What does it mean to be driven? It is obvious to me that the people who use it are trying to get at what are motivation is but this is bad language to be using. The dictionary defines driven as, “being under compulsion to succeed or excel.” I understand a personal ‘drive’ towards excellence but I get worried about what we mean when something outside of ourselves is the one said to be ‘driving us.’ Are we under compulsion by our families and values? Are we ‘driven’ by our commitments? Does God, the Spirit, Jesus ‘drive’ our spiritual life? What does that say about us and God?

I think this term stems from a fundamental misunderstanding of the spiritual life. Hear the good news: In a world where we are driven by the will to succeed, the will-to-knowledge and the will to power, in a world where we are under the compulsion of a thousand demands internal and external, you don’t need to be driven anymore. You are being invited by God to enjoy the good things he has stored up for you. Listen to these words From Isaiah 55:

    “Come, all you who are thirsty,
    come to the waters;
    and you who have no money,
    come, buy and eat!
    Come, buy wine and milk
    without money and without cost.
    Why spend money on what is not bread,
    and your labor on what does not satisfy?
    Listen, listen to me, and eat what is good,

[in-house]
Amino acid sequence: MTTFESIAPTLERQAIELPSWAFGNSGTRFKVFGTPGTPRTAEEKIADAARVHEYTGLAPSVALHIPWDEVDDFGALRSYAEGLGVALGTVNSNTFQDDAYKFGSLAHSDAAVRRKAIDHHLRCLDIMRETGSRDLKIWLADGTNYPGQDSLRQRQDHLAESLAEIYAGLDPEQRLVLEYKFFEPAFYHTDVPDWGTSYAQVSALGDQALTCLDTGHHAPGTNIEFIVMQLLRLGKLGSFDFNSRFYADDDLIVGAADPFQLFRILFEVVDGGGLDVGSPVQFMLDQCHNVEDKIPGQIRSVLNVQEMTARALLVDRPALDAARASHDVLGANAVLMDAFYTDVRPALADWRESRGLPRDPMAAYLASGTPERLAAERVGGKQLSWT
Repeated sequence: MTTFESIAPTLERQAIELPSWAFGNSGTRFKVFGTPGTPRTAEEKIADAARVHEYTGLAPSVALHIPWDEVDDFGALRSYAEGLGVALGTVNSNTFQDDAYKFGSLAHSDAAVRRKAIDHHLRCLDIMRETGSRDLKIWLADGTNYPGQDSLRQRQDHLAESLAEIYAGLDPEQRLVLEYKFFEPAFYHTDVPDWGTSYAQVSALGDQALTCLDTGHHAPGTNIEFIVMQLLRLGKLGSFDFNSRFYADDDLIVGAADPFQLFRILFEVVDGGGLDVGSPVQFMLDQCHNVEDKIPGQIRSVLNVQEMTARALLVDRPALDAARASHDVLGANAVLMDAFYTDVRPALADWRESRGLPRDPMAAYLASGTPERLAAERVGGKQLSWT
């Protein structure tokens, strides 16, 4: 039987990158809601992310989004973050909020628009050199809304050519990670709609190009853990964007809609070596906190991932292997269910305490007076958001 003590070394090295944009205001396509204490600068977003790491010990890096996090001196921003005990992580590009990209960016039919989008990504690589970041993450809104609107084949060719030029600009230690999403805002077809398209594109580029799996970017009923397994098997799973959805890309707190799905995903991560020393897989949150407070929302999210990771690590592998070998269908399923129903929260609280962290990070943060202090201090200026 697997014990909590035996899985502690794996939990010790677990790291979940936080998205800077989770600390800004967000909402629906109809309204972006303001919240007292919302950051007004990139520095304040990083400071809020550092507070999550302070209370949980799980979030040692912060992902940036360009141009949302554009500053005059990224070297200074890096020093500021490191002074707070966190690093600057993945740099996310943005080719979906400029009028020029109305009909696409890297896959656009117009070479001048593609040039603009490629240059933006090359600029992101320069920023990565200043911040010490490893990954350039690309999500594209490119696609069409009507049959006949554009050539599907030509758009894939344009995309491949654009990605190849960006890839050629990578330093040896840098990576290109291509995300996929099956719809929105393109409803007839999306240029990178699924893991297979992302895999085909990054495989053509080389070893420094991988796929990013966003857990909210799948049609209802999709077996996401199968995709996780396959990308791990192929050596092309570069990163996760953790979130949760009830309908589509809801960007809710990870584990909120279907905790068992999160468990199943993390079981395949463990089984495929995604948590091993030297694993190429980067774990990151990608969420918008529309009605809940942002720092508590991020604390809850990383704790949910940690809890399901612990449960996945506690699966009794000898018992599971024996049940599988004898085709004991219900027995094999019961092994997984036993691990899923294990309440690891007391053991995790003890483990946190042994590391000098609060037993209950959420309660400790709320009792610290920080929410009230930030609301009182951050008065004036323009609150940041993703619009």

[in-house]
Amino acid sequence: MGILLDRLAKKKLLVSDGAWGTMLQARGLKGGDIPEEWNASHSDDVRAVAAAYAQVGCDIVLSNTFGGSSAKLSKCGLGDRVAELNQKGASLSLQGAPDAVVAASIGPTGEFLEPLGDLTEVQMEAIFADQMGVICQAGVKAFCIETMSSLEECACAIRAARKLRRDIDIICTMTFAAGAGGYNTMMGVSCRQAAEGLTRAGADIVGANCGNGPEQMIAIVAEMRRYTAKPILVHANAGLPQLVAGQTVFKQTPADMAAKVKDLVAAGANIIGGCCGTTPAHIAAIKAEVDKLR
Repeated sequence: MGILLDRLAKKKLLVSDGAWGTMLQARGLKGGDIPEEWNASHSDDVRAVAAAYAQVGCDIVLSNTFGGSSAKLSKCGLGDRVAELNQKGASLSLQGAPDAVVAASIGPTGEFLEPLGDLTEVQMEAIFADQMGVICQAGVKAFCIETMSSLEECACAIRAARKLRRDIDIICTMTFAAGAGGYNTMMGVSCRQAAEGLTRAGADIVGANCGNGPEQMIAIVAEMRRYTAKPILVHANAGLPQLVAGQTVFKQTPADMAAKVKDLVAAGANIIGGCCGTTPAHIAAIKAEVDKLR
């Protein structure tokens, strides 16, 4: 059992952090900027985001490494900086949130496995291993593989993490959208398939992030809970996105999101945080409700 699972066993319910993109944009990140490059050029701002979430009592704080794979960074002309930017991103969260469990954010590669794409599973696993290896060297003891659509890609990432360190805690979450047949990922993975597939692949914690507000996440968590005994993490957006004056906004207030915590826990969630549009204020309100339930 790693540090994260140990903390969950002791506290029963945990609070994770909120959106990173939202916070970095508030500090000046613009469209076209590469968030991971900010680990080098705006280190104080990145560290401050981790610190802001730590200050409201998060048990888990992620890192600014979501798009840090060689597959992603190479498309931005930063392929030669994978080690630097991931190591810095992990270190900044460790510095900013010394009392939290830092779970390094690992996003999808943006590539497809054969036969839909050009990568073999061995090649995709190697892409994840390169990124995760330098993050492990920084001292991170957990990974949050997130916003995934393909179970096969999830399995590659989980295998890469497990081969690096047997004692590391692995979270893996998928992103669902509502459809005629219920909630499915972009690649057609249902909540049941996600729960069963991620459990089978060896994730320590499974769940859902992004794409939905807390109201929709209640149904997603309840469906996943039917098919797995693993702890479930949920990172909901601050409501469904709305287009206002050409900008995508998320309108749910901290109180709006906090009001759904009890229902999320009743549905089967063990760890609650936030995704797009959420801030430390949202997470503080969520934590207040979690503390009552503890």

and you will delight in the richest of fare.”

This is fundamentally different from having any sort of ‘driven life.’ What if we understood our spiritual life less in terms of its demands and more in terms of what we are being invited into? What if we didn’t speak so much of ‘being driven’ but spoke of where God is drawing us?

The reason why I am so passionate that ‘driven’ is a bad word in the spirital life is because I tend to imbibe its message. I load on myself heroic spiritual disciplines and feel guilty about where I have failed to do all I am supposed to do. When it comes to drive I’ve got it and then some. What I haven’t always understood is that my life with God is more joyful, freeing and wonderful than I can imagine.

Marva Dawn’s hymn Come Away From Rush and Hurry capture for me the reality of the post-driven life:

Come away from rush and hurry
Marva J. Dawn

    Come away from rush and hurry
    to the stillness of God’s peace;
    from our vain ambition’s worry,
    come to Christ and find release.
    Come away from noise and clamor,
    life’s demands and frenzied pace;
    come to join the people gathered
    here to seek and find God’s face.

    In the pastures of God’s goodness
    we lie down to rest our soul.
    From the waters of his mercy
    we drink deeply, are made whole.
    At the table of his presence
    all his saints are richly fed.
    With the oil of his anointing
    into service we are led.